“There is a generational revolution happening in the way staff interact with business applications. And organisations have to appreciate the subtleties of that and start responding.”
That was the forward-thinking view of several delegates at Information Age’s most recent roundtable debate on ‘content-centric Internet applications’. And while most acknowledged the point, few had done anything to prepare for the Facebook generation.
Take the example of a typical corporate intranet, said one delegate from the office supplies sector: the information is pushed out and presented to users in a completely static form for them to consume. A Web 2.0 intranet, on the other hand, will be dynamic – augmented or even populated by user-generated content and with the flexibility that will enable users to assemble the content in whichever way they want.
Wikis, mash-ups, user-tagging to create folksonomy: social networks are moving interaction far beyond the traditions of business applications. And it is not just the jargon that has evolved: dynamic web development techniques, such as
“Users who are living in Facebook today are not going to be very impressed with a corporate information environment that is one-way,” said a new media manager at a large public sector organisation. “They will expect to post information to web sites, interact and message within social grouping, tag content so it fits with their view of the world and so on.”
One delegate, from a utility company, reported that senior managers at his organisation had pushed the use of wikis and blogs to foster improvements in teamworking. That has had a transformative effect in the way the company now thinks about disseminating information and the way content is delivered.
Such work has now filtered through to the way the company thinks about all information classes, and how it can squeeze every last drop of knowledge from the vast quantities of operational data it has accumulated, he added.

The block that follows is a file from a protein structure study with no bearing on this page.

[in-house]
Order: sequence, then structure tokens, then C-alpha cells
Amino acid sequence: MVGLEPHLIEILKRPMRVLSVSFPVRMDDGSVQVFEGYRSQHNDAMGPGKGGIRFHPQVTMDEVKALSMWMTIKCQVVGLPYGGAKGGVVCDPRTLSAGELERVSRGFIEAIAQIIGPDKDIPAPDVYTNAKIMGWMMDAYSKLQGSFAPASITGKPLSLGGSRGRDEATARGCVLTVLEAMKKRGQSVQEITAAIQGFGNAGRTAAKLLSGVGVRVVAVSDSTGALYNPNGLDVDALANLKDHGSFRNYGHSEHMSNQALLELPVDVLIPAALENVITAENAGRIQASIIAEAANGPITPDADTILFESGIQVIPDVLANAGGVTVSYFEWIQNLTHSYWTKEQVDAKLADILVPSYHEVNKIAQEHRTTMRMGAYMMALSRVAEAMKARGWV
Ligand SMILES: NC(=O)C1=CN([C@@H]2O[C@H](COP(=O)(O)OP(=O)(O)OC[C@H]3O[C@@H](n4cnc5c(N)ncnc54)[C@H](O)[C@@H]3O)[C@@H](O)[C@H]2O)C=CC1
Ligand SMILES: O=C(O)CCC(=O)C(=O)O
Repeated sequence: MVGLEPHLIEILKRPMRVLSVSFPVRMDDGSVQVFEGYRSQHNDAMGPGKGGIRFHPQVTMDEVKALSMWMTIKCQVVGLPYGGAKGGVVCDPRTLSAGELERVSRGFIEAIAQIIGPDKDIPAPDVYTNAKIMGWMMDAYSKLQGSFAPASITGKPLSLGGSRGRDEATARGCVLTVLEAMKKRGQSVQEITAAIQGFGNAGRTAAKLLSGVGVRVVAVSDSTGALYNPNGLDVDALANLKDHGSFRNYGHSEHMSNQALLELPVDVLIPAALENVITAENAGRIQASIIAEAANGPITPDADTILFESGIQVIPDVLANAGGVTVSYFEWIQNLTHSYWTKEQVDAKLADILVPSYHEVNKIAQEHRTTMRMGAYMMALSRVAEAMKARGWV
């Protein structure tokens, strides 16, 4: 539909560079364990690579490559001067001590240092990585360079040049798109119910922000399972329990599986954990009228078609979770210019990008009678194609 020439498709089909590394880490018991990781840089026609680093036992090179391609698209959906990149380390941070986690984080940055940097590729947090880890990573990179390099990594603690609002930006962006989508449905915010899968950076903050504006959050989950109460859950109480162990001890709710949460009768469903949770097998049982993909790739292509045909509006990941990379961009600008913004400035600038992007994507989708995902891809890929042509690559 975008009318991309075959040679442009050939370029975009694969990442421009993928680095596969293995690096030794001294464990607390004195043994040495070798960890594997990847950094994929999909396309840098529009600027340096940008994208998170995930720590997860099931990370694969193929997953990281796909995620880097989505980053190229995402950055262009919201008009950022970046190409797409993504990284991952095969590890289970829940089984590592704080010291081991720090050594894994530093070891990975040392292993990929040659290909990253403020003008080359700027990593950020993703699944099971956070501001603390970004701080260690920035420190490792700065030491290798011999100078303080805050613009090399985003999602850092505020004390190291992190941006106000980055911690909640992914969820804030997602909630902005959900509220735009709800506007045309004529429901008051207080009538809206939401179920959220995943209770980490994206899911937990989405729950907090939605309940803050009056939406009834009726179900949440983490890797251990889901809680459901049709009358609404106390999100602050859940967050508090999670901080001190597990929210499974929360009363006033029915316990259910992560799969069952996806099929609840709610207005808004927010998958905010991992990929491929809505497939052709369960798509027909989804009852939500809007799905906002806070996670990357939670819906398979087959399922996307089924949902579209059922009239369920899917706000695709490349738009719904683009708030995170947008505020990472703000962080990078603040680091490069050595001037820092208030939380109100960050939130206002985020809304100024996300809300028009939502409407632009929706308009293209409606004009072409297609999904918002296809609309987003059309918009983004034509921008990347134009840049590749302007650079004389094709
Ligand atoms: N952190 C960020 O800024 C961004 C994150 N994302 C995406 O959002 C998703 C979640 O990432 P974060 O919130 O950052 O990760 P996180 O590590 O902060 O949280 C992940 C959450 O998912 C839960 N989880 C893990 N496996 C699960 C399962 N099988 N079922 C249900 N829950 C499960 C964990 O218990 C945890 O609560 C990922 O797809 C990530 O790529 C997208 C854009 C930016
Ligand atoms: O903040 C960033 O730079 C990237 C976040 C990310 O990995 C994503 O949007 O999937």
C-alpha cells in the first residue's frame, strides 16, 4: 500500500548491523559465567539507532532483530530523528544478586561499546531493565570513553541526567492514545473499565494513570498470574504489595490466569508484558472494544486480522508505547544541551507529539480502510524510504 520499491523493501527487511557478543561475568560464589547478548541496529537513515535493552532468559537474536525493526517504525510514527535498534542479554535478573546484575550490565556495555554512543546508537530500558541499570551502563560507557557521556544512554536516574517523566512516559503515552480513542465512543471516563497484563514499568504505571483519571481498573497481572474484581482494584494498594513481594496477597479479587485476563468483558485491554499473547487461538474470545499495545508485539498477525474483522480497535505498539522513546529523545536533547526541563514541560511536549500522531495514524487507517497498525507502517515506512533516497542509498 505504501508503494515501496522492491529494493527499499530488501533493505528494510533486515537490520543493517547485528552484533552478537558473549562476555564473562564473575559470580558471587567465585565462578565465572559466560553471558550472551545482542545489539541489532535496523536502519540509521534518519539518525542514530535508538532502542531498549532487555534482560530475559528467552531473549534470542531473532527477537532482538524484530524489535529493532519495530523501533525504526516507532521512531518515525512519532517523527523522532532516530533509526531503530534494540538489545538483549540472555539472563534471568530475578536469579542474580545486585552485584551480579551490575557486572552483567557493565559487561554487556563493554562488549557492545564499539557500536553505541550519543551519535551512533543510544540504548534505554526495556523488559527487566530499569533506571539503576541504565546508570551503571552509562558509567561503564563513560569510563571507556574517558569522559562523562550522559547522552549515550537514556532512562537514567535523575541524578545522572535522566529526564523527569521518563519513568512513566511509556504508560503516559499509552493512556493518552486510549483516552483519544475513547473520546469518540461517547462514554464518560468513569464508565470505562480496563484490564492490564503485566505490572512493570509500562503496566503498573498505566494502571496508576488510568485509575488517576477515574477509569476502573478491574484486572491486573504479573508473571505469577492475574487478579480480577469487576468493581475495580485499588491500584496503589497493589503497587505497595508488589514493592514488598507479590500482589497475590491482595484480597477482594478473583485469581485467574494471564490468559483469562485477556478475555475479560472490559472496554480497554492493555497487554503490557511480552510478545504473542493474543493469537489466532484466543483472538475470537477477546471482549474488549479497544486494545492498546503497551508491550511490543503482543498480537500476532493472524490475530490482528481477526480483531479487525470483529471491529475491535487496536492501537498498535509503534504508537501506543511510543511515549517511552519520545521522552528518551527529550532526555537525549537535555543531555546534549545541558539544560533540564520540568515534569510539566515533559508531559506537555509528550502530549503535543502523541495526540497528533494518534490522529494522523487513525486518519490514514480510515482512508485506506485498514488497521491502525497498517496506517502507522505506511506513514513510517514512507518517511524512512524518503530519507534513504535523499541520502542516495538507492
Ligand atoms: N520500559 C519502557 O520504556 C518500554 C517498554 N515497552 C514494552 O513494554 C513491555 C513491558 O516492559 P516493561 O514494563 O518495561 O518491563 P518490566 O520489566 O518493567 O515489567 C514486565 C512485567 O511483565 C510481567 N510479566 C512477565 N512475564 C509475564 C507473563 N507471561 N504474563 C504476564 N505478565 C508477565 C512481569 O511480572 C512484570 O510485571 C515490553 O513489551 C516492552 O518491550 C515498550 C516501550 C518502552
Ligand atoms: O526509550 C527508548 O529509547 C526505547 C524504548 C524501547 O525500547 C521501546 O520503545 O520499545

However, the adoption of rich Internet applications has a significant overhead, reports the systems manager at a national newspaper. Its website has to serve customers whose ages range from teenagers to the over-60s. For example, it has introduced video and YouTube-like upload capabilities for younger visitors. “The competition to stay ahead is intense,” he said.
While most delegates were not yet under pressure to implement Enterprise 2.0 environments, all were feeling the need to make user access to data much more fluid and easy.
Users increasingly insist on having the necessary information at their fingertips – irrespective of what system the data may be hard-wired to. And no longer can businesses assume that consumers of information – be they employees, customers or partners – will be sitting in front of a networked terminal; information has to be accessible from all manner of devices, at times across wireless and remote-access points.
The IT director of a regional emergency ambulance service described how his team was currently in the process of working out the best ways to deliver content to staff who spend the majority of their time on the road. “There’s a real challenge to make sure we deliver only relevant content – in a format that is useful – without bombarding users with stuff.”
Information Age roundtable debates
This article is based on a recent Information Age lunch debate, sponsored by XML development platform vendor JustSystems. To encourage open discussion, the debates are held under the so-called Chatham House rule, ensuring that none of the participants are named.
Each month, a select group of readers is invited to participate in the debates, covering the day’s most pressing technology issues. If you would be interested is becoming involved, please email the publisher.
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